I thought that because the book was about Jack and Annie trying to get to the unicorn during a blizzard it would be fun to make snow globes. Let’s just say that this activity did not go as planned. I had “unicorns” (really plastic horses) that they could glue onto the lid of a mason jar (with SUPERGLUE) and then add water with a tiny bit of glycerin and glitter. This went wrong in sooo many ways. Note to self: do not attempt to make snow globes using superglue. Hot glue would have been much easier. For more on this epic disaster I’m going to have to create a separate post. I’ve linked it here.

Even though I felt that the snow globes were a disaster, the kids really didn’t care and they had a blast doing all the activities.

We ended with a drawing for next month’s book: Abe Lincoln at Last








Magic Tree House – “Twister on Tuesday”

Today was our very first Magic Tree House Book Club. The idea first became a little tickle when I was able to attend the Utah Library Association Youth Services Winter Workshop. A fellow librarian had started her own and was having so much fun doing it. I talked her into sharing her lesson plans, (actually she was super nice and offered to share them with me). Her plan was to create a lesson plan for the first 27 books and then recycle them every three years. Smart right? Well, I had this idea that I would share my lesson plans with her and we would have even more to work with. I was going to start with the last book, but then I got a bit distracted and I just ended up picking and choosing which ones I wanted to do. I liked that Lisa (really nice librarian that is willing to share) wanted to make the book club friendly for everyone, regardless if they read the book or not, so naturally I wanted to follow suit. I tried to follow her format but, after our first meeting, I think I’m might make a few changes. So…here’s what I did for Mary Pope Osborne’s Twister on Tuesday.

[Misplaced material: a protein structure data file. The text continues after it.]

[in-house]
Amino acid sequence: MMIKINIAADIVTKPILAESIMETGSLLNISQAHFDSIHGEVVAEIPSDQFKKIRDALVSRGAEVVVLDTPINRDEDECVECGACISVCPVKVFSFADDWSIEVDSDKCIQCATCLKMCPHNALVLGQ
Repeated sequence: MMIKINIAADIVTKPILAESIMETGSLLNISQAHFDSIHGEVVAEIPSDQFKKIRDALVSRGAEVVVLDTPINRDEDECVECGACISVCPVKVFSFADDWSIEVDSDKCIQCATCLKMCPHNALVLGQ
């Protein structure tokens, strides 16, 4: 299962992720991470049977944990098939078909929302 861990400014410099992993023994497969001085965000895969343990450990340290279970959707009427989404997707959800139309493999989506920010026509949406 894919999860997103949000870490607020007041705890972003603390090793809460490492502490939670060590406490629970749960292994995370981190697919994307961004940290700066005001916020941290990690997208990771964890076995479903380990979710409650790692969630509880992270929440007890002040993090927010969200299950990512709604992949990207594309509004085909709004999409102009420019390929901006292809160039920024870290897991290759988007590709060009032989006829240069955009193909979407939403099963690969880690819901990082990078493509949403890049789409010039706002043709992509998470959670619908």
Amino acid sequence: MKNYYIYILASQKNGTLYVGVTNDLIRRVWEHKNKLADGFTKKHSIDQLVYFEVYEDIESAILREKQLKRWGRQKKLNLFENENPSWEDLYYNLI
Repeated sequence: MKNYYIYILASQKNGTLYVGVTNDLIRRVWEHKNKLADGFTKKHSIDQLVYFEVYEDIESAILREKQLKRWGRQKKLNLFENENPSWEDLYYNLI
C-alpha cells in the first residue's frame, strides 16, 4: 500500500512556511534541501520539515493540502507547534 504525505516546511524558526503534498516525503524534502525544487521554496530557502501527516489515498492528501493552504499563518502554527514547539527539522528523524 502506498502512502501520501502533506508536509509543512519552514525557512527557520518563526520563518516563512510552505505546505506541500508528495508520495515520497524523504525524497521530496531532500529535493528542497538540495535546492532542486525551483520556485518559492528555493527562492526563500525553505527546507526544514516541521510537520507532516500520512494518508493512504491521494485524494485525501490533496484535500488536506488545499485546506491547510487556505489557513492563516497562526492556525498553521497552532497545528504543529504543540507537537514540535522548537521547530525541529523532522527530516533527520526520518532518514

twister on tuesday cover

Magic Tree House Book Club – Twister on Tuesday






15 minutes – slideshow presentation and discussion

(I have to make a little side note here. I really wanted to give the kids some good background information on tornadoes and how they form, plus show theme some really cool videos but, my presentation went too long and honestly the cool videos would have been enough). If you would like use see/use my Prezi here is the link for it:

10 minutes – game
It was really hard finding a game that went with tornadoes so, I made one up…Twister Tag. The concept is a lot like sharks and minnows and since we had discussed how tornadoes act like a vacuum and suck things up…well, that’s what we did. One child was the starting twister and as the other kids had to run to the storm cellar they had to try not to get “sucked up” by the twister. If they did they would join the twister and become a bigger, more powerful storm. Overall, they really had fun playing it and it got some of their energy out from having to sit through my presentation.

15 minutes – science activity “Tornado in a Jar”
So, I found this really fun activity here but, after I made one, I wasn’t impressed. Then I found this idea here and thought that this would work better and I just happened to have 25 jars so, it was a logical choice. Now, we learned a few things about this activity. One, the tornado is so much easier to see without the food coloring. Two, DO NOT use quilted jars. Again, too hard to see. Three, I think that you have to let the vinegar sit and break down the soap a little bit before it actually works and if you try to spin it too many times at once all the soap builds up again and doesn’t work so much anymore. This is still an experiment in progress. If you learn the key to making it work, please share.

10 minutes – art activity “Tornado Landscape Chalk Drawing”


Need I say more? Isn’t my drawing beautiful? I thought so.

5 minutes – Drawing for next month’s bookHaunted Castle on Hallow’s Eve 

Overall, I think it was a success. The kids seemed to have fun, I had fun, and I learned some things that I need to adjust for next time. I’ll let you know how it goes. 🙂